This research calls for caution when designing early intervention programs for maternal and child health if the practitioners lack professional training. This study compared effectiveness of home visiting by paraprofessionals and by nurses. Nurse visits resulted in significant maternal and child outcome effects, while visits by para-professionals produced small effects that rarely achieved statistical or clinical significance. Background: Home visiting has been promoted by the American Academy of Pediatrics as an important complement to office visits that can improve pregnancy outcomes, reduce rates of child abuse and neglect, and help low-income families become self-sufficient. In previous studies of paraprofessional home visits, only small effects have been documented. However these studies did not determine whether small effect was attributable to lack of professional training or to an underdeveloped program. This study was designed to address this question.

Method: This RCT of a maternal and child health home visiting program was conducted in a large US city. 735 women were randomized to 3 groups: a control group (no visits); paraprofessional visits; and nurse visits. The program was carefully developed and both para-professionals and nurses were provided with well-structured guidelines, training and supervision. Extensive efforts were made to ensure that paraprofessionals were well suited for this work: agencies were asked to send their best paraprofessionals for this experimental program, para-professionals were paid more for their visits during the experiment and were provided twice the level of supervision as nurses. Paraprofessionals were matched to families who shared many of the same social characteristics in order to enhance empathy and trust and increase the probability of positive outcomes. Over the course of the pregnancy, the outcomes studied were changes in women's urine cotinine levels, women's use of ancillary services, subsequent pregnancy and births, educational achievement, workforce participation, and use of welfare. Up to 2 years after birth, the outcomes studied were mother-infant responsive interactions, families' home environments, infants' response to fear, joy and anger stimuli, children's language and mental development, and children's temperament and behaviour problems.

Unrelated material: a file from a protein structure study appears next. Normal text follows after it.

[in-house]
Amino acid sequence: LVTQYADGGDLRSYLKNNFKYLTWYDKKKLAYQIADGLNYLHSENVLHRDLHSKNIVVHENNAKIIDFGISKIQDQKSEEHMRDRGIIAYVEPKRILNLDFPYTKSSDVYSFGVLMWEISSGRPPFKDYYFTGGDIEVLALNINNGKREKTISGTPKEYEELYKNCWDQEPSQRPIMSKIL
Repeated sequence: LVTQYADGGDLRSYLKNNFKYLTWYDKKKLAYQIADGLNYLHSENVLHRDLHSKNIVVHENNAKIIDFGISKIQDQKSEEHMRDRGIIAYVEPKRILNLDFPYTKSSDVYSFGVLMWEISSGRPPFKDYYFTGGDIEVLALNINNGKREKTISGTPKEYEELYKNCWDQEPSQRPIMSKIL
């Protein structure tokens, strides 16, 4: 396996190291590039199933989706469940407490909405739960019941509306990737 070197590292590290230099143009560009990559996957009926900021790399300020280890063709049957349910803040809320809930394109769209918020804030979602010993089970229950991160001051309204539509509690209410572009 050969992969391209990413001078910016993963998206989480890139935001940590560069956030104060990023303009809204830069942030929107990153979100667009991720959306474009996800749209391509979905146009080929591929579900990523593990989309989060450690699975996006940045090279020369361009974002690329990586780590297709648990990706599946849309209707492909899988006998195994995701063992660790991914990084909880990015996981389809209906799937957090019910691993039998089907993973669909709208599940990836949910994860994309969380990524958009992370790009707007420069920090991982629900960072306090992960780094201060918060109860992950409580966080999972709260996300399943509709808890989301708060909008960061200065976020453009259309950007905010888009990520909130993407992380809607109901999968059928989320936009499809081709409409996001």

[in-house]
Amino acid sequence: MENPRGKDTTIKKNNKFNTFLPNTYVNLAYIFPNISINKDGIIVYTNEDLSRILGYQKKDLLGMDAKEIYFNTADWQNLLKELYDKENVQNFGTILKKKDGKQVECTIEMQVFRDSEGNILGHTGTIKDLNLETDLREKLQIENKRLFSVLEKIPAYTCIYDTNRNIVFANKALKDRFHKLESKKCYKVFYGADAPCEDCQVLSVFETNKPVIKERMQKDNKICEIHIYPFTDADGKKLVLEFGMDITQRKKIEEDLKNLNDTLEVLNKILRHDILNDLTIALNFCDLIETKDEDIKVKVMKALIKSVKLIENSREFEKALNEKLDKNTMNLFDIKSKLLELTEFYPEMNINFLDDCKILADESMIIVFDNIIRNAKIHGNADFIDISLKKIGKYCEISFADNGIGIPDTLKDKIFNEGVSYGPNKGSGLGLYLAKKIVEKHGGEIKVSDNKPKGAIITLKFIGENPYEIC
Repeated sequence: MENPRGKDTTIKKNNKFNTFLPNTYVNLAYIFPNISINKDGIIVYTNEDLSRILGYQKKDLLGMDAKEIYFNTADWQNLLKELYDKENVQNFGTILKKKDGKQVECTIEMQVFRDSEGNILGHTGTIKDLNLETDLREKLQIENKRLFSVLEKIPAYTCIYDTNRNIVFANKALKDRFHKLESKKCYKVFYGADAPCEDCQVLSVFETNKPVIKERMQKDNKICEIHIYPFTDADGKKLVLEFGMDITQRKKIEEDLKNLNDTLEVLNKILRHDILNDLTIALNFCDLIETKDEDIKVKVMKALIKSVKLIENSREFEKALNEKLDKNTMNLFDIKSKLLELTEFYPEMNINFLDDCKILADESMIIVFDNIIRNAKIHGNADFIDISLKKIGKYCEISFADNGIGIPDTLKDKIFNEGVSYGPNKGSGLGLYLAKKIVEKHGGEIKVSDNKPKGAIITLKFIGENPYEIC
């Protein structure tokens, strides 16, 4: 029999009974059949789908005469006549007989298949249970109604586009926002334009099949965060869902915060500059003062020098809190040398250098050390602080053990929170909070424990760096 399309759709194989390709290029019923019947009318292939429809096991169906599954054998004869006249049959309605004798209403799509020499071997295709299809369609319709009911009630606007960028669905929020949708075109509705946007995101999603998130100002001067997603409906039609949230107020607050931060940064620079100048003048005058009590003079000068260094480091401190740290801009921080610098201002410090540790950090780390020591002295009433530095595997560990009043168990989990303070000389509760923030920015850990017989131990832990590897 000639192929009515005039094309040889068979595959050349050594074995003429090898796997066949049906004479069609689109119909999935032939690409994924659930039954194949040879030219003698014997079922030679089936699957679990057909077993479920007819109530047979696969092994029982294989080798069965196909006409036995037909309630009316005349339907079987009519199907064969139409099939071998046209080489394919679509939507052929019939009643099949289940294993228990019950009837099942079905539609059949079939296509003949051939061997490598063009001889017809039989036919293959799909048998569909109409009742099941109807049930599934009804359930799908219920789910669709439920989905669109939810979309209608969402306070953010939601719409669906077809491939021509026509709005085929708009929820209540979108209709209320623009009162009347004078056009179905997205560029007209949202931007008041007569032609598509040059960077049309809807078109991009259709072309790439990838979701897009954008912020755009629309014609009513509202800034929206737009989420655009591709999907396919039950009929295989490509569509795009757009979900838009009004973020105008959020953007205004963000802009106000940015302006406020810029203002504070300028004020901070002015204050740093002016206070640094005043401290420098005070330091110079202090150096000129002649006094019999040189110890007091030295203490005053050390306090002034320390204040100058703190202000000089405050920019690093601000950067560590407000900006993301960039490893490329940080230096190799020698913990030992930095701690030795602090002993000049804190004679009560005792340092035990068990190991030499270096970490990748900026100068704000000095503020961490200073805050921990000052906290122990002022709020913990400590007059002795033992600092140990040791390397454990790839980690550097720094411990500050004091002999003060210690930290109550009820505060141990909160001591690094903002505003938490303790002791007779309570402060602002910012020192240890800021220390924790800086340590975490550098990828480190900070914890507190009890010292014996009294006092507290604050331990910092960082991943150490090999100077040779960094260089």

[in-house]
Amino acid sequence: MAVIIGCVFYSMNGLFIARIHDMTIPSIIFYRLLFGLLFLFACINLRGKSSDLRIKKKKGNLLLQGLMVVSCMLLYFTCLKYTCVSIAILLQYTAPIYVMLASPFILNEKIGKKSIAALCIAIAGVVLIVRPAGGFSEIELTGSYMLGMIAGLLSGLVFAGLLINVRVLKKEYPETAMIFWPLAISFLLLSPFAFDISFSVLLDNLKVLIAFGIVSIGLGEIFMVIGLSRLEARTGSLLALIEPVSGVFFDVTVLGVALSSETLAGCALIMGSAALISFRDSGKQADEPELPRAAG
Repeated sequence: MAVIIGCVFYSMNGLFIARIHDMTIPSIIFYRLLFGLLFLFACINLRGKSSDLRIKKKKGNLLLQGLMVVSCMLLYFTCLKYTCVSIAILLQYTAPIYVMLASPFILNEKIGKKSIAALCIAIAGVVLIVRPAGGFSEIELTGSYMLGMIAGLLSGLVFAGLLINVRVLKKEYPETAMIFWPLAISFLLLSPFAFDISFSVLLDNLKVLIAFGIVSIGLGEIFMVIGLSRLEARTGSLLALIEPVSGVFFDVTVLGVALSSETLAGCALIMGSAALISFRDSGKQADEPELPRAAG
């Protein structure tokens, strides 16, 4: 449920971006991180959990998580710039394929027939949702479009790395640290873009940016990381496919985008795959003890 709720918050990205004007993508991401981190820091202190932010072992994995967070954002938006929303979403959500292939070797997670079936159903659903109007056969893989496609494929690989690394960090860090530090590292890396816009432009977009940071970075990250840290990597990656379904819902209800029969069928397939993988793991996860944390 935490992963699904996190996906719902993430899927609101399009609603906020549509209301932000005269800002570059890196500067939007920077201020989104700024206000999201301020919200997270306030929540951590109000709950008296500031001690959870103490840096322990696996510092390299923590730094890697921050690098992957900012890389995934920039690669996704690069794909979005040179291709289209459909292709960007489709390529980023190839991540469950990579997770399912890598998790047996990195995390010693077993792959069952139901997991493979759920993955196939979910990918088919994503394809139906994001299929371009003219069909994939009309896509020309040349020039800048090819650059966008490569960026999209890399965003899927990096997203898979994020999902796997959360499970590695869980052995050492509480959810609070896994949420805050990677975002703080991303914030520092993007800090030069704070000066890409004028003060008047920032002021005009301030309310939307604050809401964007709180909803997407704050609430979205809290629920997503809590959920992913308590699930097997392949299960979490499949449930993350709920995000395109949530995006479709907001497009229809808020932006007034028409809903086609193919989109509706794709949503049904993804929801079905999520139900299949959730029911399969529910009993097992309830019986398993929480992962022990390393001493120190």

Findings: Compared to the control group, the only statistically significant effect attributable to paraprofessionals was improvement of mother-child interaction for mothers with low psychological resources (99.45% vs. 97.54%). Compared to the control, nurse visits resulted in several significant effects. Nurse-visited smokers had greater reductions in cotinine levels during pregnancy. By the 2nd year, nurse-visited women had fewer subsequent pregnancies (29% vs. 41%) and births (12% vs. 19%), they delayed subsequent pregnancies for longer intervals, and during the 2nd year, they worked more (6.83 vs 5.65 months).

Conclusions: Nurse visits produced many clinically and statistically significant effects on a wide range of maternal and child outcomes, while paraprofessional visits did not. In explanation the researchers point to nurses' "natural legitimacy" as honest and ethical professionals, which appears to give nurses the power to engage parents and influence health behaviours. This research calls for caution when designing early intervention programs for maternal and child health if the practitioners lack professional training.

Reference: Olds D, Robinson J, O'Brien R, Luckey D, Petitt L, Henderson C, Ng R, Sheff K, Korfmacher J, Hiatt S, Talmi A. Home visiting by para-professionals and by nurses: A randomized controlled trial. Pediatrics 2002; 110 (3): 486-496.